Unsafe acts, put simply, are practices human beings perform that are hazardous. Some of the most common unsafe acts include rushing, taking shortcuts, horseplay, and drinking or drug abuse. Other unsafe acts include disabling safety devices and not using or improperly using personal protective equipment. Safety education and training and enforcement are the most effective ways to keep employees from committing unsafe acts.

Although unsafe conditions and acts are the immediate causes of accidents and incidents, it is important to remember every accident may have started long before the immediate causes. In other words, every accident is the culmination of a series or chain of events that may have begun several months before the job even started, even at the bidding process. If the chain is broken, the incident or accident could be avoided.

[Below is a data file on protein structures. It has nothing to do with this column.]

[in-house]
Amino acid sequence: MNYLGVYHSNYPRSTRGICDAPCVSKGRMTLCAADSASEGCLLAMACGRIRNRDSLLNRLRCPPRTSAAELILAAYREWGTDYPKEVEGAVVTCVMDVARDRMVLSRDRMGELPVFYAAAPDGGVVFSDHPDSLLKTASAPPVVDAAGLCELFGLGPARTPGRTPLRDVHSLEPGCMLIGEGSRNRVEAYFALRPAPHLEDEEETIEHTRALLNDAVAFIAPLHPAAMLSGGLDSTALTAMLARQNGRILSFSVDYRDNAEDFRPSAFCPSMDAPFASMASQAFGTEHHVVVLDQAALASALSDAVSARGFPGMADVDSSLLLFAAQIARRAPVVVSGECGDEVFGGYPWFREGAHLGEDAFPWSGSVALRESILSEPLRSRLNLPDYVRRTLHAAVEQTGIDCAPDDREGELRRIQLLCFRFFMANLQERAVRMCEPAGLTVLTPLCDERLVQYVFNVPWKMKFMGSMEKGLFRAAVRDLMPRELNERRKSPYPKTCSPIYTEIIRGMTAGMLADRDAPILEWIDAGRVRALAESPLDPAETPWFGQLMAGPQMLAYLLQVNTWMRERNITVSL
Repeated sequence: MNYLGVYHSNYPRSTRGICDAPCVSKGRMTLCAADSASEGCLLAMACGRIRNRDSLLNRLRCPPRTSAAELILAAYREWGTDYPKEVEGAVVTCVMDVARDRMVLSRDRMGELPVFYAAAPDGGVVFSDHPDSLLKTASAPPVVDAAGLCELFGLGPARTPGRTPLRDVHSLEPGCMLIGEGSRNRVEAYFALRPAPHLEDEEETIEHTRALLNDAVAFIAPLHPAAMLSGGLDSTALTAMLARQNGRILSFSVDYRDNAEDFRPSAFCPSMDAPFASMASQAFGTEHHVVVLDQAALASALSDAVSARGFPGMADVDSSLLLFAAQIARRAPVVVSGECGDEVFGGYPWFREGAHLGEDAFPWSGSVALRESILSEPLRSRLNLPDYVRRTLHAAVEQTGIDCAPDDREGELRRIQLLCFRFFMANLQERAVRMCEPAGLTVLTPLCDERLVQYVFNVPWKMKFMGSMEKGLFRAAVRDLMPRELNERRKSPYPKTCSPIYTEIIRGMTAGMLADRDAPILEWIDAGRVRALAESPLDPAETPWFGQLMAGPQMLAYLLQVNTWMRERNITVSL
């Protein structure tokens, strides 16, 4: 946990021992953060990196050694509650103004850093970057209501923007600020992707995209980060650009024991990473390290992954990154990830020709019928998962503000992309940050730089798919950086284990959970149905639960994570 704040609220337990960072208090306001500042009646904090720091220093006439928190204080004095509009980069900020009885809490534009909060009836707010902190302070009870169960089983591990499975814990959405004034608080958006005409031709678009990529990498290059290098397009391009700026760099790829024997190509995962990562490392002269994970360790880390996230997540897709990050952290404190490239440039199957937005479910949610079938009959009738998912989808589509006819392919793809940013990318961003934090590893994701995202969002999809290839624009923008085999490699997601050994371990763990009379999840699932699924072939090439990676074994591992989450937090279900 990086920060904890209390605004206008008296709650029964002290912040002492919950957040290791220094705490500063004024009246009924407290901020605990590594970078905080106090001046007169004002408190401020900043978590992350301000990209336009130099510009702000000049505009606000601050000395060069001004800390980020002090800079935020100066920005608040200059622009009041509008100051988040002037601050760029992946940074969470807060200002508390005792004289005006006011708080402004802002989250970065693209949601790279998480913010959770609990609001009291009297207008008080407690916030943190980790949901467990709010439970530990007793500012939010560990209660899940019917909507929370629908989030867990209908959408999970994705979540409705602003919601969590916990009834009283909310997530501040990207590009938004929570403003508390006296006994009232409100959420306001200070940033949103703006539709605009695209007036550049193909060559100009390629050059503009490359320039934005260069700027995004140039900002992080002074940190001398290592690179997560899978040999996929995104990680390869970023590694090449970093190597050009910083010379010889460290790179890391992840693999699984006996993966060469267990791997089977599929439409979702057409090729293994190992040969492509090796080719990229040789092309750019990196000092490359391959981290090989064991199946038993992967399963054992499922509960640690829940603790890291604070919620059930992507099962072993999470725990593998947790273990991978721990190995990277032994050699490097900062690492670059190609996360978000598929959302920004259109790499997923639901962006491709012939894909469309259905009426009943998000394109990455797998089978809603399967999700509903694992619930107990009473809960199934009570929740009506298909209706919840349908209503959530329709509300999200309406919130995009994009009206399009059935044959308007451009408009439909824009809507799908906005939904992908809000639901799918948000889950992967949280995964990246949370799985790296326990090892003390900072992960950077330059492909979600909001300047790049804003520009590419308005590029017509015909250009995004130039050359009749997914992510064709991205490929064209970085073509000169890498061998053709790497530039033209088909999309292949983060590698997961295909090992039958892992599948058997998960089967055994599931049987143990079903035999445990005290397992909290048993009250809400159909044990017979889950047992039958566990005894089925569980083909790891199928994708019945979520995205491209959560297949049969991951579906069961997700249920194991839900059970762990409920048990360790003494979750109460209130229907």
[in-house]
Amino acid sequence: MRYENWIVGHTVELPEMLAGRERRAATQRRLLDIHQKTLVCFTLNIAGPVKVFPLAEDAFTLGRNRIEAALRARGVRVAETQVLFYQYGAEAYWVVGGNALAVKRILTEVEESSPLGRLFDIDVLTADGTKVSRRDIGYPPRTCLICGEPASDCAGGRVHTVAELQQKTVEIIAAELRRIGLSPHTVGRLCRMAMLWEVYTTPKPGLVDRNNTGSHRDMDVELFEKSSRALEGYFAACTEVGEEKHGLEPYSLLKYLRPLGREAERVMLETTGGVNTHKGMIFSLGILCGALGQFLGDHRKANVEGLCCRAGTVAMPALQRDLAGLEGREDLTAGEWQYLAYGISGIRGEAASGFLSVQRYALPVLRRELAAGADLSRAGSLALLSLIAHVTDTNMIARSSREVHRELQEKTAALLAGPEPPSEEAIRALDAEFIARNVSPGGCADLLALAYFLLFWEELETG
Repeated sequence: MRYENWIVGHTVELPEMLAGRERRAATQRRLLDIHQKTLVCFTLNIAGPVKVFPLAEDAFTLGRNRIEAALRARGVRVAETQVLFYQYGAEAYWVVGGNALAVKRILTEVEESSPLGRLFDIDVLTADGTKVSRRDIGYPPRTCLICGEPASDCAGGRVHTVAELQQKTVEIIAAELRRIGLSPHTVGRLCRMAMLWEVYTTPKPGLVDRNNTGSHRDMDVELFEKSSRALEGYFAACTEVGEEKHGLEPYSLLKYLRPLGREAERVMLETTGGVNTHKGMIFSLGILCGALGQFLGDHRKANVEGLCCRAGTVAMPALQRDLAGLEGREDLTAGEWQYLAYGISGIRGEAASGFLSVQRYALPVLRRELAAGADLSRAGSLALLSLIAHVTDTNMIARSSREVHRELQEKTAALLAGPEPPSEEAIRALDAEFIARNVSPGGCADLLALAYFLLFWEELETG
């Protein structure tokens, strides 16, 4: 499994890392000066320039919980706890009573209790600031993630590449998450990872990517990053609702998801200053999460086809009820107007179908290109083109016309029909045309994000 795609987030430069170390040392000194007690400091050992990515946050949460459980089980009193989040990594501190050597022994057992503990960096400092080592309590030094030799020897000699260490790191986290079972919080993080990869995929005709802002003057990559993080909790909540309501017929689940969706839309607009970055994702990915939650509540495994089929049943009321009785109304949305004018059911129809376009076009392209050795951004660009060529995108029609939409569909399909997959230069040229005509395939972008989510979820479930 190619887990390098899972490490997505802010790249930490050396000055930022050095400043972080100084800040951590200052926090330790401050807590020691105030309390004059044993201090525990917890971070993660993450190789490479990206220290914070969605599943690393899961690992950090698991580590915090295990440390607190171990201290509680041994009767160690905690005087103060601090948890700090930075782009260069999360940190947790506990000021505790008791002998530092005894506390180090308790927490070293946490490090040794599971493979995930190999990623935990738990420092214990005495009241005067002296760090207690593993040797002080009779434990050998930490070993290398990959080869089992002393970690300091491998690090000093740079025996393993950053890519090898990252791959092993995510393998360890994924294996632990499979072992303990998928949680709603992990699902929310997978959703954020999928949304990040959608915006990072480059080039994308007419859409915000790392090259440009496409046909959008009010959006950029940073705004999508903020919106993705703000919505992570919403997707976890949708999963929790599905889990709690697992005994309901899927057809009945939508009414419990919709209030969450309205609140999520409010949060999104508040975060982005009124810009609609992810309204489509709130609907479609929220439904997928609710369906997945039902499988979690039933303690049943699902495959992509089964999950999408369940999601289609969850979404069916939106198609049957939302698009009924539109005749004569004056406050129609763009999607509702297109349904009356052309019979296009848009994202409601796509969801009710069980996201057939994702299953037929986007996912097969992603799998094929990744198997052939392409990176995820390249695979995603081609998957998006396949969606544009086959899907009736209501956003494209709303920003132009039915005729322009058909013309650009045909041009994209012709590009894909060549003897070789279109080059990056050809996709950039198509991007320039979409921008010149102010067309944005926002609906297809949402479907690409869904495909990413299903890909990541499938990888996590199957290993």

For example, consider an incident that recently happened to me at home. I am a diabetic. Because I am a diabetic, I drink a great deal of water. Most nights I sleep with a glass of water on my bedside table. One night, I placed the glass on the corner of the table, close to the edge. My wife said, in her sweet voice, “That glass is too close to the edge of the table.” Me being me—tired and having been married almost 30 years—heard, “Blah, blah, blah.” During the night, I woke up to use the bathroom. As I was climbing back into bed, I knocked the glass over and spilled water all over the bed. My wife woke up angry. I got angry. We needed to change the bed sheets, so by the time I got back to sleep, it was 3:30 a.m., almost time to get up for the day. My alarm goes off at 4:30. I drove to work feeling like a plane on autopilot. Walking up the stairs to the office I missed the top step and smashed my knee. All day long, I was walking around the site wincing in pain. My accident started the night before when I didn’t listen to my wife. If you think about it, if I took better care of myself, I would have not come down with diabetes. And then I wouldn’t need to drink so much water.

Think about any accident or incident you may have had in your life or career. Think about when that incident began. What was the situation? Were there any unsafe conditions? Were you or anyone else involved in any unsafe acts? What was your frame of mind? Think about each accident as a chain. What links in that chain could you have broken to prevent that accident?